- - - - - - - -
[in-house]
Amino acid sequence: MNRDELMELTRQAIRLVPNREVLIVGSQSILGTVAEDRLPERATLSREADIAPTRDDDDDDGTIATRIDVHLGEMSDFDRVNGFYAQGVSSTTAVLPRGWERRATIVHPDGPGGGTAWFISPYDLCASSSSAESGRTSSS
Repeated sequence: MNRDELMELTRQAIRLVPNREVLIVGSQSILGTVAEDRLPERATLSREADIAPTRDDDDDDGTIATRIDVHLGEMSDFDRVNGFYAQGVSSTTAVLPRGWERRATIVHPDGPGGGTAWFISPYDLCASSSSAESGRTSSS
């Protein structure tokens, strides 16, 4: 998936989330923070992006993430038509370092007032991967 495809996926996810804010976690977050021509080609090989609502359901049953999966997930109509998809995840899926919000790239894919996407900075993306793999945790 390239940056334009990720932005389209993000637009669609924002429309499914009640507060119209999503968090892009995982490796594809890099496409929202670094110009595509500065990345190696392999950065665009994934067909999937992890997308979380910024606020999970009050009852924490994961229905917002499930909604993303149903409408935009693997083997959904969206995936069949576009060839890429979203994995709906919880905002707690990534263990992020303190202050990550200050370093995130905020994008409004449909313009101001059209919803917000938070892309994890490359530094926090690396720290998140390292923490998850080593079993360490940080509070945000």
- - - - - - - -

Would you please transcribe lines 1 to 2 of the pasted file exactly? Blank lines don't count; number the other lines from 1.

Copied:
[in-house]
Amino acid sequence: MNRDELMELTRQAIRLVPNREVLIVGSQSILGTVAEDRLPERATLSREADIAPTRDDDDDDGTIATRIDVHLGEMSDFDRVNGFYAQGVSSTTAVLPRGWERRATIVHPDGPGGGTAWFISPYDLCASSSSAESGRTSSS